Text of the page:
The pandemic has presented significant academic, emotional and financial challenges to the Tufts community. As we near the end of the semester, it is becoming increasingly apparent t the constraints presented by the pandemic will follow us into the spring, as Tufts students will continue to attend classes under conditions that are far from ideal. To alleviate student stress in the face of prevailing academic challenges, Tufts must extend its Exceptional Pass (EP) policy to the spring semester in order to continue its trend of empathy and academic flexibility in this time of pervasive uncertainty and volatility.
In March, Tufts implemented an optional pass/fail policy for students, which faculty later extended to the fall semester. This policy was adopted in an effort to mitigate the disruptive effects of the pandemic and remote learning on students’ performance. On Oct. 9, the faculty of the School of Arts and Sciences and the School of Engineering voted to continue accepting college credit from courses taken at regionally accredited two-year colleges or community colleges for spring 2021. These policies illustrate Tufts’ receptivity to student concerns and prioritization of student academic success during current extenuating circumstances. However, as the pandemic rages on, it is necessary that Tufts extends its EP policy to the spring semester.
The factors contributing to student stress have not diminished; if anything, the pandemic continues to present new challenges to students’ mental and physical well-being. The recent spike in Boston’s COVID-19 cases suggests that Boston could be entering a second wave, which could be exacerbated by the incoming flu season and cold weather. In addition, the implications of current political events, including Justice Amy Coney Barrett’s recent confirmation to the Supreme Court and the presidential election, raise concerns among students about the future of our democracy. Unfortunately, these stressors will continue to impact students long after this semester ends. Tufts must take these circumstances into account and prioritize student mental health when deciding academic plans for the spring semester.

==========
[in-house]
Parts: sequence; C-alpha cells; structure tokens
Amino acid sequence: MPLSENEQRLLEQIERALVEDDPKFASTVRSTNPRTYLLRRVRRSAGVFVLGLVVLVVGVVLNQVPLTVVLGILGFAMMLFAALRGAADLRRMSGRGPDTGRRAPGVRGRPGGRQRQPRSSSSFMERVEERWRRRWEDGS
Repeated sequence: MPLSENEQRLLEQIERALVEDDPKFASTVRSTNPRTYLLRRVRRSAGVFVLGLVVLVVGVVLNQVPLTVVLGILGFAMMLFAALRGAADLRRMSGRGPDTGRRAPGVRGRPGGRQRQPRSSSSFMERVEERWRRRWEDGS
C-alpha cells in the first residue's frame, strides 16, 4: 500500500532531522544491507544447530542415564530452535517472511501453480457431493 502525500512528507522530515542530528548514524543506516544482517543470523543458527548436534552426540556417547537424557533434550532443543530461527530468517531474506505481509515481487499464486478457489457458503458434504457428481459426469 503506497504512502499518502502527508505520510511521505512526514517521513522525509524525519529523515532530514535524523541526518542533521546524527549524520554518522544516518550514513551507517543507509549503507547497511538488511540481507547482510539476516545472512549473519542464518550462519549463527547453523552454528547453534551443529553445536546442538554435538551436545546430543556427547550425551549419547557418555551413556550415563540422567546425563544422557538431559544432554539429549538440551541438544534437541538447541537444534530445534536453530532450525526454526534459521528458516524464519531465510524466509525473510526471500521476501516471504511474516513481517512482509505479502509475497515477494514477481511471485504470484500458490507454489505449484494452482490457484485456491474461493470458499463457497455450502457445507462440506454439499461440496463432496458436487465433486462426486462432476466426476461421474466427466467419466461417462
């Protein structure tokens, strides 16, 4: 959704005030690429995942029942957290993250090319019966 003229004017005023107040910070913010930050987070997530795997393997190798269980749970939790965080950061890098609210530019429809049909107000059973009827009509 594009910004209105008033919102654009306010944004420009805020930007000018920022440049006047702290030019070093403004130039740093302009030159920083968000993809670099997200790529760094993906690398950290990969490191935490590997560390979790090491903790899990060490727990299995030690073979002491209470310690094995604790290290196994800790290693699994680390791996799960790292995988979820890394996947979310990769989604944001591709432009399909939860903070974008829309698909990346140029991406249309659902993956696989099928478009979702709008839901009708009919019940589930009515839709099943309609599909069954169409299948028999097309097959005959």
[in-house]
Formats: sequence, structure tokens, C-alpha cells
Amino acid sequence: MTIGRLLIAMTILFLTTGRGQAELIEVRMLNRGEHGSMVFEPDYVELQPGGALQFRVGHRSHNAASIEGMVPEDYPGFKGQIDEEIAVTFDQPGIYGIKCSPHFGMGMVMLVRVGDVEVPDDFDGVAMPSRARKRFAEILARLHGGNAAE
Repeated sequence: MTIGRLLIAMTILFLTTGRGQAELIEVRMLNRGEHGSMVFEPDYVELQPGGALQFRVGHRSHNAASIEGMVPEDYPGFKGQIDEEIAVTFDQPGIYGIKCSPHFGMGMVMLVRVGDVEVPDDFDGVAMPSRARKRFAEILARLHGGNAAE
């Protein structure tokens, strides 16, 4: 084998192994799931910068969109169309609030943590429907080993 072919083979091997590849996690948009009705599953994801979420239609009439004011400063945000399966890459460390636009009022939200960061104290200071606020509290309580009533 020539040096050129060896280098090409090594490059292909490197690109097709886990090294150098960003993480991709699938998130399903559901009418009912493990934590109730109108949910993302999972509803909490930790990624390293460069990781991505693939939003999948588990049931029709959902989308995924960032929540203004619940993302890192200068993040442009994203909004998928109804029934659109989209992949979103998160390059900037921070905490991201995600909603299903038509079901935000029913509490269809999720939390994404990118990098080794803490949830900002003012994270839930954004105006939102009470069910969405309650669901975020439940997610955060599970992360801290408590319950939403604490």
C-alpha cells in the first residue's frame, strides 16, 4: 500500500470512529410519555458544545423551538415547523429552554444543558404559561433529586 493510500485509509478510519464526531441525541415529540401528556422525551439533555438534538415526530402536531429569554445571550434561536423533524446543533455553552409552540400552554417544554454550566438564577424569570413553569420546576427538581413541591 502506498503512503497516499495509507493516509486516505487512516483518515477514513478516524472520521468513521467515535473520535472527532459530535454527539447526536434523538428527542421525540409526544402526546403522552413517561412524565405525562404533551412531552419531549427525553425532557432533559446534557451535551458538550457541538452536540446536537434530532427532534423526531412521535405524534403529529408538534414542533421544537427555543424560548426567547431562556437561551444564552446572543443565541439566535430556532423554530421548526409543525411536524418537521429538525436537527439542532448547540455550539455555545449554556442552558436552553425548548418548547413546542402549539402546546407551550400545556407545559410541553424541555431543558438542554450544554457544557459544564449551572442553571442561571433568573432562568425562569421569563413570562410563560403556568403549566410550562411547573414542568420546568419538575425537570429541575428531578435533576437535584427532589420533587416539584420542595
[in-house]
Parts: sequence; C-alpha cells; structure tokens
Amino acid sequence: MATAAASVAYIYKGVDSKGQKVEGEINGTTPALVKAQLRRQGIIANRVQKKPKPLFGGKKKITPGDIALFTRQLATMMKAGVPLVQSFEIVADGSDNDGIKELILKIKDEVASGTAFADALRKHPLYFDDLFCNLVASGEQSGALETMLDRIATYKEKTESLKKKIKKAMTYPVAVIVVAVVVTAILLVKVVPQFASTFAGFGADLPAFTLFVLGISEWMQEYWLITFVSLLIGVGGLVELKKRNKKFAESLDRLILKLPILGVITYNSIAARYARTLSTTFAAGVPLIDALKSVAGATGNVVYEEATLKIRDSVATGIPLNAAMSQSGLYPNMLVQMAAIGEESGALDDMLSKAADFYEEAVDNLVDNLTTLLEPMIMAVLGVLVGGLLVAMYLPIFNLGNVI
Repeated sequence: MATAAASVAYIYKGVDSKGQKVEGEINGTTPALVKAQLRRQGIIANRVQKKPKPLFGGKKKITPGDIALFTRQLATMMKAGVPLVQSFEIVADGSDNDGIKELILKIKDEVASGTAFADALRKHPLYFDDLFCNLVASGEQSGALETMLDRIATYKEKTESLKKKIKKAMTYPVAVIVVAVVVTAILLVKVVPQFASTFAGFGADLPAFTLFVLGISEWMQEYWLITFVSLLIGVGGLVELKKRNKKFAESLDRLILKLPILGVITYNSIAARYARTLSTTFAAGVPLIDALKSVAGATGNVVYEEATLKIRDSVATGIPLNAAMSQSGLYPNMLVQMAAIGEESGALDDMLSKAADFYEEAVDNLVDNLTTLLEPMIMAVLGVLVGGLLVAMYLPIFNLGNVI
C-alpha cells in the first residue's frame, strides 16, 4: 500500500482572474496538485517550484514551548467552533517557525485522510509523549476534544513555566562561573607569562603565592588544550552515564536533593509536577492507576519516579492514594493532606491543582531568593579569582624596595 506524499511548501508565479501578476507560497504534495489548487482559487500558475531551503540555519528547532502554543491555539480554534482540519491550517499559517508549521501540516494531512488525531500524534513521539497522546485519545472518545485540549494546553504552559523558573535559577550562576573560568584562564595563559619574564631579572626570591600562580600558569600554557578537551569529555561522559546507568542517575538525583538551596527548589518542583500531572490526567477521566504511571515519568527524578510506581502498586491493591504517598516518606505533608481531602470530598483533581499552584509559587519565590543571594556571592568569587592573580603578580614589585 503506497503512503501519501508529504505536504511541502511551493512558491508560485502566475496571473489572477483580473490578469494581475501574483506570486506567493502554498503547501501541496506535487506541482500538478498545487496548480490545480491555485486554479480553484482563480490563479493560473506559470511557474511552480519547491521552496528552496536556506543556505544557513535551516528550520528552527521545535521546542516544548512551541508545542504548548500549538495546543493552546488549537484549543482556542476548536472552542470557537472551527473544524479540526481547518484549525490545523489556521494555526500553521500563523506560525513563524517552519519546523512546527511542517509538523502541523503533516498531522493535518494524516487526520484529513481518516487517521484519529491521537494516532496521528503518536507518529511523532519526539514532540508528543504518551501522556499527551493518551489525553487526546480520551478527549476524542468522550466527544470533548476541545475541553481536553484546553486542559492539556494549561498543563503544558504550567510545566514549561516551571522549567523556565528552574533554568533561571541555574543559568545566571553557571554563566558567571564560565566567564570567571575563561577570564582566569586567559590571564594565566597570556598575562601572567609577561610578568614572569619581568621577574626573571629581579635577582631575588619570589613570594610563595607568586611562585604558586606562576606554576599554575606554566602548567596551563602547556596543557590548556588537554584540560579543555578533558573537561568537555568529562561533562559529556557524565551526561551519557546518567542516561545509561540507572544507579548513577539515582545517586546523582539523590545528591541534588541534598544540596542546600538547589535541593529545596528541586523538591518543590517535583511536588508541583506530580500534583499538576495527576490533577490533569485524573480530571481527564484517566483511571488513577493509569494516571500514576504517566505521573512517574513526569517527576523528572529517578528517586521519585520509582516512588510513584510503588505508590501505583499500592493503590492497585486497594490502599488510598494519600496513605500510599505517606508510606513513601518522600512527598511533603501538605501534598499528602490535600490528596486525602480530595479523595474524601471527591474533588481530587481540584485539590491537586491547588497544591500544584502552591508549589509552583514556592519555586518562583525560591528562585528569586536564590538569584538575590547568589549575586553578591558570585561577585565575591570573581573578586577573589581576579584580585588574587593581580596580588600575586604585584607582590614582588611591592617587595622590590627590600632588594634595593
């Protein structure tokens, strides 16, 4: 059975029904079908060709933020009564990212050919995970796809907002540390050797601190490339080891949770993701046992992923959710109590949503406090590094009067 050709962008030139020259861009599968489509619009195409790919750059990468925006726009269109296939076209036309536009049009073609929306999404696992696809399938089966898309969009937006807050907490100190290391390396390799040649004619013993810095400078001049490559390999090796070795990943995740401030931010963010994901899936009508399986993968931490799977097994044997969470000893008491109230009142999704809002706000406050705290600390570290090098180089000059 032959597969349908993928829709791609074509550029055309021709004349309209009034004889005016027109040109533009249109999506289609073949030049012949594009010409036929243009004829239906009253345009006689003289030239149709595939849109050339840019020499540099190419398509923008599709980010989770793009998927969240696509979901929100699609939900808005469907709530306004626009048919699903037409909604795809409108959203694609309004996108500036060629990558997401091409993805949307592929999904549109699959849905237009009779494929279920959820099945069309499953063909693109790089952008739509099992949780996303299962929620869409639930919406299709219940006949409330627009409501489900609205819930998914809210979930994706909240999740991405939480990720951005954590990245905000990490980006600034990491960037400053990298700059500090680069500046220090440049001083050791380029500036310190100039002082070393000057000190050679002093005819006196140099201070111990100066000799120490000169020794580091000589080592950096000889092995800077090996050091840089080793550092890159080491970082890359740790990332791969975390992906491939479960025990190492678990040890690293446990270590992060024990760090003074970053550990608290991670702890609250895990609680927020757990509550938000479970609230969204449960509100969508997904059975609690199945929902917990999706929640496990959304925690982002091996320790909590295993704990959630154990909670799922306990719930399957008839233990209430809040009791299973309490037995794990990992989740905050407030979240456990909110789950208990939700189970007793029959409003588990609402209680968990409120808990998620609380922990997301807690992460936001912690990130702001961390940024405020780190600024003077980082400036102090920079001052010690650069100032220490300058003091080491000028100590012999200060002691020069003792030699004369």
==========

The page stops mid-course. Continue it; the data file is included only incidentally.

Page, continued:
The EP policy is one way that Tufts could address student concerns, as it offers students flexibility in a time when so much is out of their control. In less-than-ideal learning environments and without sufficient academic resources, some students are unable to concentrate or devote all of their time to their studies. Online classes, as we have learned, are not entirely conducive to academic success, as student collaboration, hands-on experience and in-person instruction are limited. In these extenuating circumstances, students’ on-paper academic performance does not always accurately reflect their true abilities or efforts; thus, students should have the option to still obtain credit from classes without having to jeopardize their grades.
Other universities have set a precedent for how these policies should be approached during the pandemic. At Stanford University, a similar exceptional pass/fail policy was established for the entire 2020–21 academic year after leaders in the student body voiced concerns about the impact of online learning on academic success. By providing students with this option through the spring, schools like Stanford acknowledge the long-term impacts of the pandemic on students’ mental health. While Tufts has successfully lived up to this standard thus far, it should follow in other universities’ footsteps for future semesters by extending this policy to the spring.
Until a vaccine is released, it is unlikely that Tufts will be able to transition to an entirely in-person learning format. Therefore, as long as students are learning online in some capacity, Tufts must give students the option to pass/fail their courses. The transition to learning and living in this pandemic is not yet over for Tufts students, as old challenges persist and new ones arise. By implementing policies that emphasize academic flexibility, Tufts can ensure long-term academic success and emotional well-being among students.